How do you bring out the best in people? Managers want their people to achieve excellence at work. Leaders and management alike know that without people motivated for peak performance, companies will fail to succeed.
To achieve peak performance — a combination of excellence, consistency and ongoing improvement— one must find the right job, tasks and conditions that match an employee’s talent. Therefore, facilitating the right fit becomes one of a manager’s most crucial responsibilities.
Disengaged Or Bored?
Disengaged employees often appear to lack commitment. In reality, we all crave engagement. No one enjoys working without passion or joy.
While many factors cause disengagement, the most prevalent is feeling overwhelmed — or, conversely, underwhelmed. Disconnection and overload pose obstacles to performance, yet they often go undetected or ignored because neither qualifies as a disciplinary issue.
Meanwhile, managers try to work around such problems, hoping for a miraculous turnaround or a spark that reignites energy and drive. They try incentives, empowerment programs or the management “fad du jour,” but with only temporary success.
While it’s impossible to create “flow” moments all day long, any manager can greatly improve on the ability to help people achieve peak performance.
Use Brain Science to Bring Out the Best
While no management guru has found the golden key to unlocking the full panoply of human potential at work, research sheds new light on possibilities.
As far back as a 2005 Harris poll, 33 percent of 7,718 employees surveyed believed they had reached a dead end in their jobs, and 21 percent were eager to change careers.
The situation isn’t improving. In 2014, a survey revealed 52.3 percent of Americans were unhappy at work.
When so many people are moving from one job to the next, something is wrong. They clearly have not landed in the right outlets for their talents and strengths.
The better the fit with the job, the better the performance. People require clear roles that allow them to succeed, while also providing room to learn, grow and be challenged.
5 Steps to Boost Performance
Dr. Edward M. Hallowell, author of Shine: Using Brain Science to Get the Best from Your People (Harvard Business Press, 2011), synthesizes research into five steps managers can apply to maximize employees’ performance.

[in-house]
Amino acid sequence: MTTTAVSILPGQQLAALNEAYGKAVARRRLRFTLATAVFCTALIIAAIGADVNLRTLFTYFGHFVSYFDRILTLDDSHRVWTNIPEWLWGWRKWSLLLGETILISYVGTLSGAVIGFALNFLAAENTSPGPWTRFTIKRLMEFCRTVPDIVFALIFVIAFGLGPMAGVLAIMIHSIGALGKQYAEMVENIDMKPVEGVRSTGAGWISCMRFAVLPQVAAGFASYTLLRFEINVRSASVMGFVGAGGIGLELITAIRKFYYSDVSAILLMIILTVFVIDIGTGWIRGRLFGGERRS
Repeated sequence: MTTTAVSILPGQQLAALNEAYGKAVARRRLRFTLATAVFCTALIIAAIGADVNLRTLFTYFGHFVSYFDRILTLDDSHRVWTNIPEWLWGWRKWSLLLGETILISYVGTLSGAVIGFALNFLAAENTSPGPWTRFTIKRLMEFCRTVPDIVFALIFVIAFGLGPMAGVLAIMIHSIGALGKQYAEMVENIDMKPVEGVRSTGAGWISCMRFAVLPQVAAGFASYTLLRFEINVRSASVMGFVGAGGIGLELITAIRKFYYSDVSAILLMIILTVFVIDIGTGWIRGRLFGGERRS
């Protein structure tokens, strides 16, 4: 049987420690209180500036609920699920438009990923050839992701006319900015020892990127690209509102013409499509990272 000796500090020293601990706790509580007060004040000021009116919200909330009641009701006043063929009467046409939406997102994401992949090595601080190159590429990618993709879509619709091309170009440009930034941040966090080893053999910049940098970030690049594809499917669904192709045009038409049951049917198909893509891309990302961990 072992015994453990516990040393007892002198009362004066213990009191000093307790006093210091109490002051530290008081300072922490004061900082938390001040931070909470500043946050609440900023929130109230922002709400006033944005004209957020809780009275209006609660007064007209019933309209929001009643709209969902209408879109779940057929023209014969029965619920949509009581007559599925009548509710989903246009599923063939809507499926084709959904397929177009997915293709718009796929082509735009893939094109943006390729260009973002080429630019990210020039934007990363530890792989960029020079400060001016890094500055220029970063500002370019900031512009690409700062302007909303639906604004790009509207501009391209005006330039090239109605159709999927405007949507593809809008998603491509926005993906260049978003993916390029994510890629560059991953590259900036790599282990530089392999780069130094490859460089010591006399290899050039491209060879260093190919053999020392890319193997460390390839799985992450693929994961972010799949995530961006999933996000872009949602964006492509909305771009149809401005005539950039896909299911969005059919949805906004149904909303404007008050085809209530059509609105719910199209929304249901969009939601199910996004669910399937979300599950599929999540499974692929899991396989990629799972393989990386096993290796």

Cited as “The Cycle of Excellence,” it exploits the powerful interaction between an individual’s intrinsic capabilities and extrinsic environment:
Step 1: Select
Examine how three key questions intersect:
Set the stage for your employees to do well with responsibilities they enjoy.
Step 2: Connect
Managers and employees require a mutual atmosphere of trust, optimism, openness, transparency, creativity and positive energy.
A positive working environment starts with how the boss handles negativity, failure and problems. They set the tone and model preferred behaviors and reactions. Employees take their cues from those who lead them.
To encourage connection:
When people are floundering, the last thing they need is to have their flaws and mistakes spotlighted. Instead, make sure you understand the real issues.
Step 3: Play
Play isn’t limited to break time. Activities that involve imagination light up our brains and produce creative thoughts and ideas. A playful attitude boost morale, reduce fatigue and bring joy to workdays.
Encourage imaginative thinking:
Step 4: Grapple and Grow
Help people engage imaginatively with tasks they like and at which they excel. Encourage them to stretch beyond their usual limits. If tasks are too easy, people fall into boredom and routine without making any progress or learning anything new.
The job of a manager is to be a catalyst when people get stuck, offering suggestions but letting them work out solutions.
Step 5: Shine
Every employee should feel recognized and valued for what he or she does. Recognition should not be reserved solely for a group’s stars.
When a person is underperforming, consider lack of recognition a cause. An employee usually won’t voice feeling undervalued, so you must look for subtle signs. In addition:
When you’re in sync with your people, you create positive energy and opportunities for peak performance. Working together can be one of life’s greatest joys—and it’s what we’re wired to do.
“Put simply, the best managers bring out the best from their people. This is true of football coaches, orchestra conductors, big-company executives, and small-business owners. They are like alchemists who turn lead into gold. Put more accurately, they find and mine the gold that resides in everyone.” ~ Dr. Edward M. Hallowell, Shine: Using Brain Science to Get the Best from Your People (Harvard Business Press, 2011)
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